New PEPFAR Data: The Numbers Behind the Stories

Michael Bernstein
Steve Rosenzweig
Jonathan Pearson
April 17, 2008

The President's Emergency Plan for AIDS Relief (PEPFAR) is the single largest funder of global AIDS relief programs, but it does not regularly release data on how its money is spent. As a result, little evidence has been available to policymakers and other stakeholders to inform policy debates. In this analysis from CGD's HIV/AIDS Monitor team, Nandini Oomman, Michael Bernstein, and Steven Rosenzweig analyze newly available data--the numbers behind the stories--that can supplement the largely anecdotal and impressionistic information that has been available to date. On the issue of building local capacity, for example, the authors find that on average only 30% of funding in 15 focus countries has gone to locally-based groups, suggesting that PEPFAR should expand its efforts to engage local partners. The authors call upon PEPFAR to regularly publish official data on obligations to recipients of the funds to improve transparency and allow accurate analyses of its cost-effectiveness to be carried out. They suggest, furthermore, taking the following actions to help PEPFAR reach its goals:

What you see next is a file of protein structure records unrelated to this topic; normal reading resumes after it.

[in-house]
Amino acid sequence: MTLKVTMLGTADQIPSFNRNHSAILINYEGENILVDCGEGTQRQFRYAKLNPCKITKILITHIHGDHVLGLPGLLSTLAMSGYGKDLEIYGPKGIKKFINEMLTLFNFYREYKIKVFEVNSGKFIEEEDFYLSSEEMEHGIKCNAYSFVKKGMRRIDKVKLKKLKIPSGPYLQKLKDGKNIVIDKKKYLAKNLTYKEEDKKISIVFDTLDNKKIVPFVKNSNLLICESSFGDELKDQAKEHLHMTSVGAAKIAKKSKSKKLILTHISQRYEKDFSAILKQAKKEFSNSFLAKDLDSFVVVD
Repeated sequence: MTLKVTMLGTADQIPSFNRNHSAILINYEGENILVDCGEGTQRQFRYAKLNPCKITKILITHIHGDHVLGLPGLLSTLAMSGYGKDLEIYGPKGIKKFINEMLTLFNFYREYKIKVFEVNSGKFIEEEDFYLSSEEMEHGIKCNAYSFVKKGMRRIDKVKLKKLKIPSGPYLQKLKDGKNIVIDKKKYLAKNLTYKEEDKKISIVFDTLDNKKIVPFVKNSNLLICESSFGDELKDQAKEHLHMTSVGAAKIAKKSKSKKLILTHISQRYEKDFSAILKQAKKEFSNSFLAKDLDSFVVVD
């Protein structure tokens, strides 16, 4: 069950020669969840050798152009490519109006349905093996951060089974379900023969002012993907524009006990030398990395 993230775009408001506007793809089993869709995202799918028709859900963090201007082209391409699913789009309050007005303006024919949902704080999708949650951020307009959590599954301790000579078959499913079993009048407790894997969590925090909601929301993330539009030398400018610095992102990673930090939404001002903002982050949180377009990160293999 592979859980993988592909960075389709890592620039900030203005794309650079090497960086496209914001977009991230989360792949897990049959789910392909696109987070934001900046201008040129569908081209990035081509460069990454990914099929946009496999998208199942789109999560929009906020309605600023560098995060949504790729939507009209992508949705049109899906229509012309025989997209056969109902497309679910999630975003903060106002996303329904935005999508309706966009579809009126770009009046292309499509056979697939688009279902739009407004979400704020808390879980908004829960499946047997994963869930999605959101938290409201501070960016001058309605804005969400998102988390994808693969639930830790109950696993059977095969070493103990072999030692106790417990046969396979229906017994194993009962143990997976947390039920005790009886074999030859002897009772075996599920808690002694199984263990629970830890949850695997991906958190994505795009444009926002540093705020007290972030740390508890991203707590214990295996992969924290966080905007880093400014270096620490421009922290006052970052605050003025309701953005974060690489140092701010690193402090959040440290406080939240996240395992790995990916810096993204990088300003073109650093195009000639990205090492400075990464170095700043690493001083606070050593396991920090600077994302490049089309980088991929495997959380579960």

• Remove congressional earmarks on funding to improve flexibility and responsiveness of locally allocated funds;
  • Reevaluate its strategies of emphasizing faith-based organizations, most of which are international;
  • Work more closely with host country governments and help coordinate their efforts with those of non-governmental recipients; and,
  • Expand its efforts to build the capacity of local groups by ensuring that more of its funds reach local recipients.

Read more analysis on how US AIDS money gets spent

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